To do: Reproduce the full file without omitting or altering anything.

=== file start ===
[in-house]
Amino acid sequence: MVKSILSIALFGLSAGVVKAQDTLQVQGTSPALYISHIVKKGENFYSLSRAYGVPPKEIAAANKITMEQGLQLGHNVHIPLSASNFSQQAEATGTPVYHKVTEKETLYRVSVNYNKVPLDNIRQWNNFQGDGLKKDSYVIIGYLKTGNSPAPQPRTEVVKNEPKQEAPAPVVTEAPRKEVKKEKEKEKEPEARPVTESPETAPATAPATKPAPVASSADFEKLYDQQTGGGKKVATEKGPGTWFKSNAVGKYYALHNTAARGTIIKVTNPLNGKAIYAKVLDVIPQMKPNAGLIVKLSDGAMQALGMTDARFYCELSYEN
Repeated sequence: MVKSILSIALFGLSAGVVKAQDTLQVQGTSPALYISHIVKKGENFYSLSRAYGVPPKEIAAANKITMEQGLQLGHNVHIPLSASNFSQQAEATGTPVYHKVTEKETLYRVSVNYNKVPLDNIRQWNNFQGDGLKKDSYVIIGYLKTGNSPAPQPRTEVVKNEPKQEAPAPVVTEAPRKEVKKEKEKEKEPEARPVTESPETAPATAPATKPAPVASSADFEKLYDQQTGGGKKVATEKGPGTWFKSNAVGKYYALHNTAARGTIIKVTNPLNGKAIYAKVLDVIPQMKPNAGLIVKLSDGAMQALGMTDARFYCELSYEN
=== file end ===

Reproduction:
[in-house]
Amino acid sequence: MVKSILSIALFGLSAGVVKAQDTLQVQGTSPALYISHIVKKGENFYSLSRAYGVPPKEIAAANKITMEQGLQLGHNVHIPLSASNFSQQAEATGTPVYHKVTEKETLYRVSVNYNKVPLDNIRQWNNFQGDGLKKDSYVIIGYLKTGNSPAPQPRTEVVKNEPKQEAPAPVVTEAPRKEVKKEKEKEKEPEARPVTESPETAPATAPATKPAPVASSADFEKLYDQQTGGGKKVATEKGPGTWFKSNAVGKYYALHNTAARGTIIKVTNPLNGKAIYAKVLDVIPQMKPNAGLIVKLSDGAMQALGMTDARFYCELSYEN
Repeated sequence: MVKSILSIALFGLSAGVVKAQDTLQVQGTSPALYISHIVKKGENFYSLSRAYGVPPKEIAAANKITMEQGLQLGHNVHIPLSASNFSQQAEATGTPVYHKVTEKETLYRVSVNYNKVPLDNIRQWNNFQGDGLKKDSYVIIGYLKTGNSPAPQPRTEVVKNEPKQEAPAPVVTEAPRKEVKKEKEKEKEPEARPVTESPETAPATAPATKPAPVASSADFEKLYDQQTGGGKKVATEKGPGTWFKSNAVGKYYALHNTAARGTIIKVTNPLNGKAIYAKVLDVIPQMKPNAGLIVKLSDGAMQALGMTDARFYCELSYEN